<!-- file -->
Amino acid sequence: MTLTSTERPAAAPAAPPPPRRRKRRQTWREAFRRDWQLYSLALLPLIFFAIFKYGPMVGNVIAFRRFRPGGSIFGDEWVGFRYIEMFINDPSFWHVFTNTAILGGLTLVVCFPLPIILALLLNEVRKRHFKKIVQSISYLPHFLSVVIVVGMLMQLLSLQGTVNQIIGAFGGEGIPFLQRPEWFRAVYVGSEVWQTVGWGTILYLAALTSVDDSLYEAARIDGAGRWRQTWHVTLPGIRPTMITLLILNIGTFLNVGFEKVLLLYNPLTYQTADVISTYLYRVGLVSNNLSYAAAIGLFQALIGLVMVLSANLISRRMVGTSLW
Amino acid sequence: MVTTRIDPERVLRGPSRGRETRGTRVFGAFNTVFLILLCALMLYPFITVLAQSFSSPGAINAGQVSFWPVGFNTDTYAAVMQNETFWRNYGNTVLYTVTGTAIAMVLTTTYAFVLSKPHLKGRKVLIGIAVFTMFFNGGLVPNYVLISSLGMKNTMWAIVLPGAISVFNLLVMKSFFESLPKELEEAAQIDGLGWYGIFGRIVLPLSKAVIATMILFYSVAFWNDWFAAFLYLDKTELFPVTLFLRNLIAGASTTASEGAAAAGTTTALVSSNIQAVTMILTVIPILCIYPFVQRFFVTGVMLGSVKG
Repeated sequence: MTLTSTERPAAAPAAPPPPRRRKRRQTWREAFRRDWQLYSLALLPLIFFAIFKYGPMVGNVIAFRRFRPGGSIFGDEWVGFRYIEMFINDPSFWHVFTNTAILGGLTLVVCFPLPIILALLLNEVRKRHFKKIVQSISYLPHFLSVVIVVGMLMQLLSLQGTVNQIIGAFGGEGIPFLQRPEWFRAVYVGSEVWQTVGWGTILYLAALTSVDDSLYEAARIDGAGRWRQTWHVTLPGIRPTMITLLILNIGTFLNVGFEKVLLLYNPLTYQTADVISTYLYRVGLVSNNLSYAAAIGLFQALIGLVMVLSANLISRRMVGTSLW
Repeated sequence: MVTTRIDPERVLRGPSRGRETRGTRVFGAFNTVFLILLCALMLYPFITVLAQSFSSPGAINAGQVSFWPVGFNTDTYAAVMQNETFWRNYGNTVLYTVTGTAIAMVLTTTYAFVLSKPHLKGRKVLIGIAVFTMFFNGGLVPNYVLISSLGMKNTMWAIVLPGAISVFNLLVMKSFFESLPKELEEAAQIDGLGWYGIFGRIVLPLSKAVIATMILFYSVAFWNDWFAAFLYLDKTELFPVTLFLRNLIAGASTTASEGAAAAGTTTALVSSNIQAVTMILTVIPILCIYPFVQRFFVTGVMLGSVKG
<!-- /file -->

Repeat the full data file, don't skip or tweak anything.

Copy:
Amino acid sequence: MTLTSTERPAAAPAAPPPPRRRKRRQTWREAFRRDWQLYSLALLPLIFFAIFKYGPMVGNVIAFRRFRPGGSIFGDEWVGFRYIEMFINDPSFWHVFTNTAILGGLTLVVCFPLPIILALLLNEVRKRHFKKIVQSISYLPHFLSVVIVVGMLMQLLSLQGTVNQIIGAFGGEGIPFLQRPEWFRAVYVGSEVWQTVGWGTILYLAALTSVDDSLYEAARIDGAGRWRQTWHVTLPGIRPTMITLLILNIGTFLNVGFEKVLLLYNPLTYQTADVISTYLYRVGLVSNNLSYAAAIGLFQALIGLVMVLSANLISRRMVGTSLW
Amino acid sequence: MVTTRIDPERVLRGPSRGRETRGTRVFGAFNTVFLILLCALMLYPFITVLAQSFSSPGAINAGQVSFWPVGFNTDTYAAVMQNETFWRNYGNTVLYTVTGTAIAMVLTTTYAFVLSKPHLKGRKVLIGIAVFTMFFNGGLVPNYVLISSLGMKNTMWAIVLPGAISVFNLLVMKSFFESLPKELEEAAQIDGLGWYGIFGRIVLPLSKAVIATMILFYSVAFWNDWFAAFLYLDKTELFPVTLFLRNLIAGASTTASEGAAAAGTTTALVSSNIQAVTMILTVIPILCIYPFVQRFFVTGVMLGSVKG
Repeated sequence: MTLTSTERPAAAPAAPPPPRRRKRRQTWREAFRRDWQLYSLALLPLIFFAIFKYGPMVGNVIAFRRFRPGGSIFGDEWVGFRYIEMFINDPSFWHVFTNTAILGGLTLVVCFPLPIILALLLNEVRKRHFKKIVQSISYLPHFLSVVIVVGMLMQLLSLQGTVNQIIGAFGGEGIPFLQRPEWFRAVYVGSEVWQTVGWGTILYLAALTSVDDSLYEAARIDGAGRWRQTWHVTLPGIRPTMITLLILNIGTFLNVGFEKVLLLYNPLTYQTADVISTYLYRVGLVSNNLSYAAAIGLFQALIGLVMVLSANLISRRMVGTSLW
Repeated sequence: MVTTRIDPERVLRGPSRGRETRGTRVFGAFNTVFLILLCALMLYPFITVLAQSFSSPGAINAGQVSFWPVGFNTDTYAAVMQNETFWRNYGNTVLYTVTGTAIAMVLTTTYAFVLSKPHLKGRKVLIGIAVFTMFFNGGLVPNYVLISSLGMKNTMWAIVLPGAISVFNLLVMKSFFESLPKELEEAAQIDGLGWYGIFGRIVLPLSKAVIATMILFYSVAFWNDWFAAFLYLDKTELFPVTLFLRNLIAGASTTASEGAAAAGTTTALVSSNIQAVTMILTVIPILCIYPFVQRFFVTGVMLGSVKG